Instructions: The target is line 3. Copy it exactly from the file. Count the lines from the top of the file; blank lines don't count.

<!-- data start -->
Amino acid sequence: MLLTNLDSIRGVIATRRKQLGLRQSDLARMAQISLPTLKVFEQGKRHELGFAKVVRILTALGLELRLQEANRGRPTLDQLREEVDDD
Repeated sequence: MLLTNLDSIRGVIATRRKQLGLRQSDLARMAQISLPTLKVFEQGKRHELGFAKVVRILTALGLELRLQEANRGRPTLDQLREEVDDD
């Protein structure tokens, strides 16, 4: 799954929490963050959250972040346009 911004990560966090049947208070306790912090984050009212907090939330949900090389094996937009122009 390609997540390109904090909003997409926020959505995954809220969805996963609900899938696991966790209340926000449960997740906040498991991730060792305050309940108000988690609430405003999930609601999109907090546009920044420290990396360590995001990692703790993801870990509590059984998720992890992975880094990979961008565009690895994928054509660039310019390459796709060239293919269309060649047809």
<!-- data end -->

């Protein structure tokens, strides 16, 4: 799954929490963050959250972040346009 911004990560966090049947208070306790912090984050009212907090939330949900090389094996937009122009 390609997540390109904090909003997409926020959505995954809220969805996963609900899938696991966790209340926000449960997740906040498991991730060792305050309940108000988690609430405003999930609601999109907090546009920044420290990396360590995001990692703790993801870990509590059984998720992890992975880094990979961008565009690895994928054509660039310019390459796709060239293919269309060649047809």